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(CNN) —  

When most people hear about BRCA genes, they immediately think about how inherited mutations in those genes – BRCA1 and BRCA2 – have been linked with higher risk of breast and ovarian cancer.

Yet researchers have long known that several cancers other than breast and ovarian are associated with harmful mutations in BRCA1 and BRCA2, including fallopian tube cancer, prostate cancer and pancreatic cancer.

Now a new study, presented at the American Society for Clinical Oncology’s annual meeting in Chicago on Sunday, describes a treatment approach specifically for patients with metastatic pancreatic cancer who had a BRCA1 or BRCA2 mutation.

“This was an important biomarker-driven study for the field,” said Dr. Diane Simeone, director of the Pancreatic Cancer Center at NYU Langone Health’s Perlmutter Cancer Center in New York, who was not involved in the study.

“If you just take a germline BRCA2 mutation carrier, even someone who doesn’t have a family history of pancreatic cancer, the lifetime risk of that individual getting pancreatic cancer is about 6% to 7% and that’s something that doesn’t really get discussed,” she said. “If you have a family member with pancreatic cancer and a BRCA mutation then those are the kinds of individuals that really need to be seen in our high-risk screening clinics.”

The study, which published in the New England Journal of Medicine, found that among patients with a germline BRCA mutation and metastatic pancreatic cancer, being treated with a therapy called olaparib had a reduced risk of disease progression or death.

Last year, the US Food and Drug Administration approved olaparib for the maintenance treatment of adult patients with BRCA-mutated advanced epithelial ovarian, fallopian tube or primary peritoneal cancer who have completely or partially responded to first-line platinum-based chemotherapy.

The new study involved 154 patients whose pancreatic cancer had not progressed while being previously treated with a platinum-based chemotherapy. Between 2015 and this year, those patients were randomly assigned to either receive olaparib as a type of maintenance care or to receive a placebo.

Two years into the study, the researchers found that 22.1% of the patients in the olaparib group versus 9.6% of patients in the placebo group did not see their disease progress.

“Patients received platinum-based chemotherapy immediately before maintenance olaparib; therefore, the combined first-line platinum-based chemotherapy and maintenance olaparib strategy resulted in a progression-free survival of more than 1 year among patients,” the researchers wrote in the study.

This is significant because pancreatic cancer is usually diagnosed at later stages which, in turn, results in a poor prognosis for patients.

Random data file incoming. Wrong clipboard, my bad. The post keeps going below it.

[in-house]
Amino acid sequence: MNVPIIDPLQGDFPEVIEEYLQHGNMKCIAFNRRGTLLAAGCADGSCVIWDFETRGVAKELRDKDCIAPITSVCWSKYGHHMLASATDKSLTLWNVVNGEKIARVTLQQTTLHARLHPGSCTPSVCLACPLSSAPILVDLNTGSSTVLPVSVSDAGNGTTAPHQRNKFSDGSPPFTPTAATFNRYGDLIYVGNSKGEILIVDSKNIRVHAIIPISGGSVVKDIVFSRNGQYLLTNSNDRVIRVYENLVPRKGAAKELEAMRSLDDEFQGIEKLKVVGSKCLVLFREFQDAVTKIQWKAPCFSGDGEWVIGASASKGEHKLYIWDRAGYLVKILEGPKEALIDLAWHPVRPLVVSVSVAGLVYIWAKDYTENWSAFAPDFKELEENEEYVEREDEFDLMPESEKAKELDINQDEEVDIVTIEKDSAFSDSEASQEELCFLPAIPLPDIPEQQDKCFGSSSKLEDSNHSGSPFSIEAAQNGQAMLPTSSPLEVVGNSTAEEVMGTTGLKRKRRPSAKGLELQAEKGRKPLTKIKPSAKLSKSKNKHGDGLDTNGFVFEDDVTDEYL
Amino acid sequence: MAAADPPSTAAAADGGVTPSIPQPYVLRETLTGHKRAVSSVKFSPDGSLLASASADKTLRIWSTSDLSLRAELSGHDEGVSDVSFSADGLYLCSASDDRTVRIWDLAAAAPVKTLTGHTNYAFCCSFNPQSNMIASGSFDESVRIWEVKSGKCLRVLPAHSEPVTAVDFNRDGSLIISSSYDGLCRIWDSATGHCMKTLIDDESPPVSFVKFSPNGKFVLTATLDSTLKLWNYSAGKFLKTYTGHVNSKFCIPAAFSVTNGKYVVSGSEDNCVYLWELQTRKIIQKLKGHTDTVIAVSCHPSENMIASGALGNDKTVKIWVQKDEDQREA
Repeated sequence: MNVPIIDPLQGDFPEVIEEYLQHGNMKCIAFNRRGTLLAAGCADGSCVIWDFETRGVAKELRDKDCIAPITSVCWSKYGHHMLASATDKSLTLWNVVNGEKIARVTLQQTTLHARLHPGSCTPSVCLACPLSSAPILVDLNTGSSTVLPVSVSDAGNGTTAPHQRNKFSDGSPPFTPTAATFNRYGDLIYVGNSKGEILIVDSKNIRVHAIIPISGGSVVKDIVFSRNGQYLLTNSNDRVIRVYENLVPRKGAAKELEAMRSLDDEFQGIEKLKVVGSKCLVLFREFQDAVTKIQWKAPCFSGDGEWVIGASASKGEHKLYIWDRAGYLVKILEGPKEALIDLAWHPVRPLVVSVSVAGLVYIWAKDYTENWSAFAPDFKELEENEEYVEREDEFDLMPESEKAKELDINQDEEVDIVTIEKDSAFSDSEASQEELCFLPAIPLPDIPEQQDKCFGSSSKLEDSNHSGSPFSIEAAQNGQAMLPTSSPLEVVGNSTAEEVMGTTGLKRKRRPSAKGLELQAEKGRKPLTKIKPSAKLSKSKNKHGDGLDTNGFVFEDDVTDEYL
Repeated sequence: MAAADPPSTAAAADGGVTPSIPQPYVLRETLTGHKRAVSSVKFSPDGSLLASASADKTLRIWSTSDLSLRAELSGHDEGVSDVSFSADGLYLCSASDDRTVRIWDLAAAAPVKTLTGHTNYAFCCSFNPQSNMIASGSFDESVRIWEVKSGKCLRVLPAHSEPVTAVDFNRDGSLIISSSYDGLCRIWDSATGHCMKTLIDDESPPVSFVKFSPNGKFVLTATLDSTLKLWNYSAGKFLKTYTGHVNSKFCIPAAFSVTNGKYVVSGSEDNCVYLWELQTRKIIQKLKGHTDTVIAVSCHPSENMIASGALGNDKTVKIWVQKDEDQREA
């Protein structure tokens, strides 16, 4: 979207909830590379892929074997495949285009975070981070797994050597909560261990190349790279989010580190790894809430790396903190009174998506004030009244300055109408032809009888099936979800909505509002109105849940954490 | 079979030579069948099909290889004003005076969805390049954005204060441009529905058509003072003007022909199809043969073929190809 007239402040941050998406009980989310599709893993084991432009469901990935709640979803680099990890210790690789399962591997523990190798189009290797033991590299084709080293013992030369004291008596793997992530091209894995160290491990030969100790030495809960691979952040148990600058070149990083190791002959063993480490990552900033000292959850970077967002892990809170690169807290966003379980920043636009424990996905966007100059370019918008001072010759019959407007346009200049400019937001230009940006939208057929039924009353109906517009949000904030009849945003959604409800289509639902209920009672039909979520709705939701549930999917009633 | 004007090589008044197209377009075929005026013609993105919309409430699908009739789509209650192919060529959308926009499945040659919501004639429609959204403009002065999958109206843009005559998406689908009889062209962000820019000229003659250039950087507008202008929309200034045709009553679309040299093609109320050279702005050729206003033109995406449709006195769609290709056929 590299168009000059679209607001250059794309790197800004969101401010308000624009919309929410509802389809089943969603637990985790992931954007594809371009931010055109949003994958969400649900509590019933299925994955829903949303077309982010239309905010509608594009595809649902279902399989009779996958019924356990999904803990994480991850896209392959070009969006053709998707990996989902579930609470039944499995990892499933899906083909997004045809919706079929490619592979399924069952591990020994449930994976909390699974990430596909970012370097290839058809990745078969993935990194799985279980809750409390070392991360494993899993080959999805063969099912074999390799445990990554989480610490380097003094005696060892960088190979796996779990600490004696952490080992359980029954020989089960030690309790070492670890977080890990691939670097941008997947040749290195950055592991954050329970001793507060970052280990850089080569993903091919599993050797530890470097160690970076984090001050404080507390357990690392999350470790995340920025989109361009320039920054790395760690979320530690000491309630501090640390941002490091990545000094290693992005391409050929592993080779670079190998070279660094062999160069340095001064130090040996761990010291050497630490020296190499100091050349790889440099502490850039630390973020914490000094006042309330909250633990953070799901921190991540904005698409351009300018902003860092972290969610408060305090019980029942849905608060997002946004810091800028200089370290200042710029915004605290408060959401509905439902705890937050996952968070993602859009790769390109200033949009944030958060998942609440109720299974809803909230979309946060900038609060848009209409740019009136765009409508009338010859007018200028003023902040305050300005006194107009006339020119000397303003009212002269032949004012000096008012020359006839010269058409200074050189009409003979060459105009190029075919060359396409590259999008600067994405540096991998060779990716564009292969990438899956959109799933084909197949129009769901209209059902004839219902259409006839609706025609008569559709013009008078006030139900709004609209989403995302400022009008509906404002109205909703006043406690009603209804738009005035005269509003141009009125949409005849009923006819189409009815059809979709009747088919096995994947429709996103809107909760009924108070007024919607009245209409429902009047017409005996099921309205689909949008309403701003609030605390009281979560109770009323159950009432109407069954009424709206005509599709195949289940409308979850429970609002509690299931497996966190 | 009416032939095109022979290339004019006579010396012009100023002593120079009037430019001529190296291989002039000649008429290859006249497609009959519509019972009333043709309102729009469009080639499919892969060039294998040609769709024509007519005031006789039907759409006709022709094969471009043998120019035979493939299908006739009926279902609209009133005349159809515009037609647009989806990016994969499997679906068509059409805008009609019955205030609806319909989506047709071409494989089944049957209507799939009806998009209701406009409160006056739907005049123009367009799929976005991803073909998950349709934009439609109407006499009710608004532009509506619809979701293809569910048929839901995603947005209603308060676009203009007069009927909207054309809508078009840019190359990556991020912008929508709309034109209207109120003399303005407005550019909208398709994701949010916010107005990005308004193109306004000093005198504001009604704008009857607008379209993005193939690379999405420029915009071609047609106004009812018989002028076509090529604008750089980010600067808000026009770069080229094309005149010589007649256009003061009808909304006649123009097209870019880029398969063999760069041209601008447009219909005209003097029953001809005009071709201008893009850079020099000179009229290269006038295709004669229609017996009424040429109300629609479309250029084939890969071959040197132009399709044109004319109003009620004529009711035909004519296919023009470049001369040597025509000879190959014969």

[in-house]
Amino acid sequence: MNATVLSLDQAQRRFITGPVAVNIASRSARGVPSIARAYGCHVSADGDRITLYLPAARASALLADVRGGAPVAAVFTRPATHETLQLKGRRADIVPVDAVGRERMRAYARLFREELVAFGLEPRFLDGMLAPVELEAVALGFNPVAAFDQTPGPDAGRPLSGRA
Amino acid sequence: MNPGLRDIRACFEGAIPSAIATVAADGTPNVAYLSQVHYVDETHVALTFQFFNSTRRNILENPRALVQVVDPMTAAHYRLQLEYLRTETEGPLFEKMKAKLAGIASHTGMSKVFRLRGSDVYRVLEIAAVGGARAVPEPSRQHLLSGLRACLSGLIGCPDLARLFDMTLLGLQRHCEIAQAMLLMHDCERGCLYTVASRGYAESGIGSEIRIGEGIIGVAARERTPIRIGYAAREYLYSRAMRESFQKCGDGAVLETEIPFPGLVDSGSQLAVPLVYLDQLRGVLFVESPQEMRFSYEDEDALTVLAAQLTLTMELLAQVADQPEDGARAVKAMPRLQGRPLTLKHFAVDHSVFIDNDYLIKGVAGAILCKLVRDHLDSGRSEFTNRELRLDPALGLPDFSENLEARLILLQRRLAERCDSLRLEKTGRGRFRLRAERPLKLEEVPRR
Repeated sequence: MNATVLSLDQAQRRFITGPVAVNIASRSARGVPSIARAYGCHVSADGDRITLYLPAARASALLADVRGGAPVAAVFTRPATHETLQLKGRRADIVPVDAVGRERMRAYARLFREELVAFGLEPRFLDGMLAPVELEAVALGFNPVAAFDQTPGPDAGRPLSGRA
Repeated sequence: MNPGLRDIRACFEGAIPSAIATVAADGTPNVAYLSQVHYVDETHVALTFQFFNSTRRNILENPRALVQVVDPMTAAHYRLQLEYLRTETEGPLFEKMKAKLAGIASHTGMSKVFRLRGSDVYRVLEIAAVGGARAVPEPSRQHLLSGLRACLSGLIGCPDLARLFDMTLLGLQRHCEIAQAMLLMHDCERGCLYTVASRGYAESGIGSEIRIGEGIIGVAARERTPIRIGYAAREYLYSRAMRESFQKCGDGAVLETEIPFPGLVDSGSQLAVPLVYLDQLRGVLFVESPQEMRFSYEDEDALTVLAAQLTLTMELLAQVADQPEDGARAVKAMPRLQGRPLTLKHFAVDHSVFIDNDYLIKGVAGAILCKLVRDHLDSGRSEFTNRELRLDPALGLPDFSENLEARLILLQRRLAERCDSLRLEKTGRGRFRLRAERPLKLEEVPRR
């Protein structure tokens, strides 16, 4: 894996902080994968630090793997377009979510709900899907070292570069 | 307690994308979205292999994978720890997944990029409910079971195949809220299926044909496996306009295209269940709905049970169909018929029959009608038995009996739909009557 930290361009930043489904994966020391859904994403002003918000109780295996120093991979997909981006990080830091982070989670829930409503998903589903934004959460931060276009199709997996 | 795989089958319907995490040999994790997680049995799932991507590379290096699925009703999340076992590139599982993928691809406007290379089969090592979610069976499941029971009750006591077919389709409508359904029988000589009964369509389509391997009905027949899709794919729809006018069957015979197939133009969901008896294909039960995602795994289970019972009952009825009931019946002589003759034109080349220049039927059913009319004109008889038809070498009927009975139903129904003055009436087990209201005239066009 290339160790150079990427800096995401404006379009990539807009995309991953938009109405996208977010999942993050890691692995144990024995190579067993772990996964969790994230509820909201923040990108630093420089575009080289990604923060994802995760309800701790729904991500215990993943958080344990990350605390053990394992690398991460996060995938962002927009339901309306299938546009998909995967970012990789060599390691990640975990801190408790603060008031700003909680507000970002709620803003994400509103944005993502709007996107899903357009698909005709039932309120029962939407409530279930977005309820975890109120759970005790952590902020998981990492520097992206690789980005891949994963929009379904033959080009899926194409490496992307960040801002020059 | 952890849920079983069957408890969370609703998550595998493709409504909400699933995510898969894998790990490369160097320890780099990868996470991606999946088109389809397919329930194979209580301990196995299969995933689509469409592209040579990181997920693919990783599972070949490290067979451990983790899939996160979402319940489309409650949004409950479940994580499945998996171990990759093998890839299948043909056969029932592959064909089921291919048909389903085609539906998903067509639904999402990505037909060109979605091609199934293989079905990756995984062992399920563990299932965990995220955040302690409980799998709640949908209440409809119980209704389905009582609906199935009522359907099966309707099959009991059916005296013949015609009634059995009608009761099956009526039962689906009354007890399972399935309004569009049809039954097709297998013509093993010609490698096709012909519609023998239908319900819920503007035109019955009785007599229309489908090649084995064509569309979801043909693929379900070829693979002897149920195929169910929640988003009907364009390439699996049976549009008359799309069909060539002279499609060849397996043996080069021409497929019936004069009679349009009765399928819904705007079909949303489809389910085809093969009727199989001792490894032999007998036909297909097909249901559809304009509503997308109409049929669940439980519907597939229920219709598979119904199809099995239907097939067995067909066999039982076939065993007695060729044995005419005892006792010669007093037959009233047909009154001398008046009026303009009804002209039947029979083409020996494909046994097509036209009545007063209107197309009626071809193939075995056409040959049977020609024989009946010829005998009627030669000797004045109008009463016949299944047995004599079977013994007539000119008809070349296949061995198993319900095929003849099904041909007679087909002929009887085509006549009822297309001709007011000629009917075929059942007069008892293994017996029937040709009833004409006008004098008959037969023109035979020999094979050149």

Some adverse events that occurred with the treatment were fatigue, nausea, anemia, abdominal pain, diarrhea, constipation, vomiting or back pain, but no adverse events resulted in death. Only 6% of patients in the olaparib group and 2% in the placebo group discontinued the trial due to an adverse event.

Cancer itself is a genetic disease in that it is caused by certain changes to genes that control the way our cells grow, divide and function. Meanwhile, BRCA mutations impair proteins in the body that help repair damaged DNA, putting the body at risk of cancer.

So “if you have someone who has a BRCA mutation, they can’t fix damaged DNA as well as those with normal BRCA. The mutation puts the patient at higher risk of cancer,” said Dr. Otis Brawley, Bloomberg distinguished professor of oncology and epidemiology at Johns Hopkins University in Baltimore, who was not involved in the study.

“Platinum-based therapy damages DNA and helps to kill cancer cells. Many cancer cells develop alternative ways to repair the damage caused by our therapy,” he said. “But if you take out another additional way that the cell can fix DNA – so two mechanisms of fixing DNA are now impaired – and you give a chemotherapy drug that damages DNA, you actually kill more cancer cells. That’s why it makes sense and they’ve done it proof of principle in this clinical trial.”

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As more patients utilize genetic testing, Simeone believes we may identify “greater numbers of pancreatic cancer patients with these kinds of mutations,” she said. “Germline testing is now recommended in all patients who present with pancreatic cancer, according to new guidelines.”

In general, according to the National Cancer Institute, because harmful BRCA mutations still are relatively rare, most experts agree that testing for mutations in individuals who do not have cancer should be performed only when there has been a family history of BRCA mutations.